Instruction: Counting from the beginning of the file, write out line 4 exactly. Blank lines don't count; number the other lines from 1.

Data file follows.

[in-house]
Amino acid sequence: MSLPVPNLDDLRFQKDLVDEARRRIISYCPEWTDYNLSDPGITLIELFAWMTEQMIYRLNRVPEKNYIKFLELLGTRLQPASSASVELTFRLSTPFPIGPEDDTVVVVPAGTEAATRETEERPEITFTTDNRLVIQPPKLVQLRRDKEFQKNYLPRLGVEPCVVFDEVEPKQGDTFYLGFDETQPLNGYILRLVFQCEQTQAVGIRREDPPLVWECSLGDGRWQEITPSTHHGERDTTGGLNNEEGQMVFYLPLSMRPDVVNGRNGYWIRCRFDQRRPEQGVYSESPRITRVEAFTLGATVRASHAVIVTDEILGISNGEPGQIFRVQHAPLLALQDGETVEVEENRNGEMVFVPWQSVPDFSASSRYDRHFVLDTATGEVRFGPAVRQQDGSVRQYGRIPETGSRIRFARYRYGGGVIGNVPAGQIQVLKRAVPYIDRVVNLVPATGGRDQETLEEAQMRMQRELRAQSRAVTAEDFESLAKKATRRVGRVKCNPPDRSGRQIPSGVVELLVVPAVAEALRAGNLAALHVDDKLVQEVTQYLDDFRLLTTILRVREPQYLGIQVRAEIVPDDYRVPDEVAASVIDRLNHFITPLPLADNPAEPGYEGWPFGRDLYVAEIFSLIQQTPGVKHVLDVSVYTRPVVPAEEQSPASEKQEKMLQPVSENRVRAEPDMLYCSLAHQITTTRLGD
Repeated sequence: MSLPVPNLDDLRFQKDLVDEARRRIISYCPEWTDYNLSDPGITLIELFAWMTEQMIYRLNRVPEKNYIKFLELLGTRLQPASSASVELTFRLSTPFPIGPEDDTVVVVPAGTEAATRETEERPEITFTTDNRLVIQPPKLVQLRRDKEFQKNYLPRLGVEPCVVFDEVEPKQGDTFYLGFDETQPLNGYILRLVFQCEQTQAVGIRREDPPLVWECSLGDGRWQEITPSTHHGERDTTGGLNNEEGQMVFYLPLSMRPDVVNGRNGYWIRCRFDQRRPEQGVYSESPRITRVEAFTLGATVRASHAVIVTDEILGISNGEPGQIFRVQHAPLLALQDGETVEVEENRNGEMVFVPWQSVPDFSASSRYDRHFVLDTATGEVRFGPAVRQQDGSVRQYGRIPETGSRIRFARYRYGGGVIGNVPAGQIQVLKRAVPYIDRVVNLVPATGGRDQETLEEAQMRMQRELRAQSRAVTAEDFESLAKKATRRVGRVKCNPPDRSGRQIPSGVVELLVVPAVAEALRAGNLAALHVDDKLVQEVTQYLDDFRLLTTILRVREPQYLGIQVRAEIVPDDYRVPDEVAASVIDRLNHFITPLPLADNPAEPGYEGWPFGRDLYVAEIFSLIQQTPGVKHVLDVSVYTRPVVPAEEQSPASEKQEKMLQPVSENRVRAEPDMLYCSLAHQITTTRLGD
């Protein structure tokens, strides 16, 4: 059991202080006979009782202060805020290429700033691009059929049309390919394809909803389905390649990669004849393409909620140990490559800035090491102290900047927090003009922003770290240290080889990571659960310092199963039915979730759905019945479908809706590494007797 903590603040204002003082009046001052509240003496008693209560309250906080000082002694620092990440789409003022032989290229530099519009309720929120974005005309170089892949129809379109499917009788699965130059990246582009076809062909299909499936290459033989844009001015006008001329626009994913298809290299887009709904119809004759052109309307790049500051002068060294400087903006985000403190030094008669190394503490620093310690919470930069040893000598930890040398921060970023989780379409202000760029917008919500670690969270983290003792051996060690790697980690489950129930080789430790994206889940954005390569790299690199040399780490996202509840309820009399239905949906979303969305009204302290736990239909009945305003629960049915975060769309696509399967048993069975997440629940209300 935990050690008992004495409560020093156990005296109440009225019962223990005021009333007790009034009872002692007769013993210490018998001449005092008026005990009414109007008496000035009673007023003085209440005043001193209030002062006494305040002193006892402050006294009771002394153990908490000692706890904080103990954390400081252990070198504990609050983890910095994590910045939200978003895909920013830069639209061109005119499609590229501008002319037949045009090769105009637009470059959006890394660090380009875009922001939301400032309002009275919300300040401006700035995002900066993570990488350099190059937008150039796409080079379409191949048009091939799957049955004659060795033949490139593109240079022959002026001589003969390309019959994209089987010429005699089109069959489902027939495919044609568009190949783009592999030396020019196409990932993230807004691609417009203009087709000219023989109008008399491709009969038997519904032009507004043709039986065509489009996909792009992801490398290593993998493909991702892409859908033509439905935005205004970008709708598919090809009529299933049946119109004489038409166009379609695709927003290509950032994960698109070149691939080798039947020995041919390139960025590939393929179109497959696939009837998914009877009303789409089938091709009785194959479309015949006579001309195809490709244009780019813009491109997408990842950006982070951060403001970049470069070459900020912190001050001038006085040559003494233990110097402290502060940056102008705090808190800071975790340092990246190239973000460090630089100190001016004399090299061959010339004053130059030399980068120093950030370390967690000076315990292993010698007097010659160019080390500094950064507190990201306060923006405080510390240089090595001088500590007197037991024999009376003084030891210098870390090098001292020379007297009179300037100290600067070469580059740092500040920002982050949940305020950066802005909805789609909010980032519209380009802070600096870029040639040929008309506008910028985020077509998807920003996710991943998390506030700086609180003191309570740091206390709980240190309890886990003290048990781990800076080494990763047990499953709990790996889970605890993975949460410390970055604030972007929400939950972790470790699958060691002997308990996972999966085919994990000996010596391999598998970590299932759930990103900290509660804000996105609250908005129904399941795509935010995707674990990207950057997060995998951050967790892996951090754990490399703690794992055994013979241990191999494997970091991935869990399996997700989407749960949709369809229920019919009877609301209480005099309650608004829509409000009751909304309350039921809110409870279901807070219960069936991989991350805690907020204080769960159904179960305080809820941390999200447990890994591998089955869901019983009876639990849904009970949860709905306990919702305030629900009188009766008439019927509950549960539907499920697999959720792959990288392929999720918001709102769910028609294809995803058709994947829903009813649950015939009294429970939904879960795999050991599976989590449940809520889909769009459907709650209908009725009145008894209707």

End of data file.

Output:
């Protein structure tokens, strides 16, 4: 059991202080006979009782202060805020290429700033691009059929049309390919394809909803389905390649990669004849393409909620140990490559800035090491102290900047927090003009922003770290240290080889990571659960310092199963039915979730759905019945479908809706590494007797 903590603040204002003082009046001052509240003496008693209560309250906080000082002694620092990440789409003022032989290229530099519009309720929120974005005309170089892949129809379109499917009788699965130059990246582009076809062909299909499936290459033989844009001015006008001329626009994913298809290299887009709904119809004759052109309307790049500051002068060294400087903006985000403190030094008669190394503490620093310690919470930069040893000598930890040398921060970023989780379409202000760029917008919500670690969270983290003792051996060690790697980690489950129930080789430790994206889940954005390569790299690199040399780490996202509840309820009399239905949906979303969305009204302290736990239909009945305003629960049915975060769309696509399967048993069975997440629940209300 935990050690008992004495409560020093156990005296109440009225019962223990005021009333007790009034009872002692007769013993210490018998001449005092008026005990009414109007008496000035009673007023003085209440005043001193209030002062006494305040002193006892402050006294009771002394153990908490000692706890904080103990954390400081252990070198504990609050983890910095994590910045939200978003895909920013830069639209061109005119499609590229501008002319037949045009090769105009637009470059959006890394660090380009875009922001939301400032309002009275919300300040401006700035995002900066993570990488350099190059937008150039796409080079379409191949048009091939799957049955004659060795033949490139593109240079022959002026001589003969390309019959994209089987010429005699089109069959489902027939495919044609568009190949783009592999030396020019196409990932993230807004691609417009203009087709000219023989109008008399491709009969038997519904032009507004043709039986065509489009996909792009992801490398290593993998493909991702892409859908033509439905935005205004970008709708598919090809009529299933049946119109004489038409166009379609695709927003290509950032994960698109070149691939080798039947020995041919390139960025590939393929179109497959696939009837998914009877009303789409089938091709009785194959479309015949006579001309195809490709244009780019813009491109997408990842950006982070951060403001970049470069070459900020912190001050001038006085040559003494233990110097402290502060940056102008705090808190800071975790340092990246190239973000460090630089100190001016004399090299061959010339004053130059030399980068120093950030370390967690000076315990292993010698007097010659160019080390500094950064507190990201306060923006405080510390240089090595001088500590007197037991024999009376003084030891210098870390090098001292020379007297009179300037100290600067070469580059740092500040920002982050949940305020950066802005909805789609909010980032519209380009802070600096870029040639040929008309506008910028985020077509998807920003996710991943998390506030700086609180003191309570740091206390709980240190309890886990003290048990781990800076080494990763047990499953709990790996889970605890993975949460410390970055604030972007929400939950972790470790699958060691002997308990996972999966085919994990000996010596391999598998970590299932759930990103900290509660804000996105609250908005129904399941795509935010995707674990990207950057997060995998951050967790892996951090754990490399703690794992055994013979241990191999494997970091991935869990399996997700989407749960949709369809229920019919009877609301209480005099309650608004829509409000009751909304309350039921809110409870279901807070219960069936991989991350805690907020204080769960159904179960305080809820941390999200447990890994591998089955869901019983009876639990849904009970949860709905306990919702305030629900009188009766008439019927509950549960539907499920697999959720792959990288392929999720918001709102769910028609294809995803058709994947829903009813649950015939009294429970939904879960795999050991599976989590449940809520889909769009459907709650209908009725009145008894209707």